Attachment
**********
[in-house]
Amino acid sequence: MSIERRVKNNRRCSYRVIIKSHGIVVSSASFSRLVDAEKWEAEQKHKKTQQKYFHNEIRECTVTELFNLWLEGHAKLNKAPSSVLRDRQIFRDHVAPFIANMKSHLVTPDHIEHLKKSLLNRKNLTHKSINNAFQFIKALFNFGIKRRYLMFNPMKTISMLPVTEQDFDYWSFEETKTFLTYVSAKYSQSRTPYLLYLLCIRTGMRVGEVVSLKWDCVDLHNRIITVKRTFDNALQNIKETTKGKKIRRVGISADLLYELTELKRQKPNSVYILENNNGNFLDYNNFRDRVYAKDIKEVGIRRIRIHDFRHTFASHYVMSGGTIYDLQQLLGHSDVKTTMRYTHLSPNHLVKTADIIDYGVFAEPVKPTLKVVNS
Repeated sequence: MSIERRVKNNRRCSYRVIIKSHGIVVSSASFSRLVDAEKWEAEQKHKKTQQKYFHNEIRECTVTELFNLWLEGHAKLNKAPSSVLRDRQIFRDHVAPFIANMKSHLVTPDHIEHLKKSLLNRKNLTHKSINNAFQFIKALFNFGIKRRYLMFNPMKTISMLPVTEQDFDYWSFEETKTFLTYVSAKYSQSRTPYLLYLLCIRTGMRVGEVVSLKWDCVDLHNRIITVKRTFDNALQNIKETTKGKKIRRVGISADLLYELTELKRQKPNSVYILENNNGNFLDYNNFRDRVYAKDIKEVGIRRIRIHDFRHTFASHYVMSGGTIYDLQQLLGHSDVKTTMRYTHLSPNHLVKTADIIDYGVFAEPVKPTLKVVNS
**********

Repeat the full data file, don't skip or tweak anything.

[in-house]
Amino acid sequence: MSIERRVKNNRRCSYRVIIKSHGIVVSSASFSRLVDAEKWEAEQKHKKTQQKYFHNEIRECTVTELFNLWLEGHAKLNKAPSSVLRDRQIFRDHVAPFIANMKSHLVTPDHIEHLKKSLLNRKNLTHKSINNAFQFIKALFNFGIKRRYLMFNPMKTISMLPVTEQDFDYWSFEETKTFLTYVSAKYSQSRTPYLLYLLCIRTGMRVGEVVSLKWDCVDLHNRIITVKRTFDNALQNIKETTKGKKIRRVGISADLLYELTELKRQKPNSVYILENNNGNFLDYNNFRDRVYAKDIKEVGIRRIRIHDFRHTFASHYVMSGGTIYDLQQLLGHSDVKTTMRYTHLSPNHLVKTADIIDYGVFAEPVKPTLKVVNS
Repeated sequence: MSIERRVKNNRRCSYRVIIKSHGIVVSSASFSRLVDAEKWEAEQKHKKTQQKYFHNEIRECTVTELFNLWLEGHAKLNKAPSSVLRDRQIFRDHVAPFIANMKSHLVTPDHIEHLKKSLLNRKNLTHKSINNAFQFIKALFNFGIKRRYLMFNPMKTISMLPVTEQDFDYWSFEETKTFLTYVSAKYSQSRTPYLLYLLCIRTGMRVGEVVSLKWDCVDLHNRIITVKRTFDNALQNIKETTKGKKIRRVGISADLLYELTELKRQKPNSVYILENNNGNFLDYNNFRDRVYAKDIKEVGIRRIRIHDFRHTFASHYVMSGGTIYDLQQLLGHSDVKTTMRYTHLSPNHLVKTADIIDYGVFAEPVKPTLKVVNS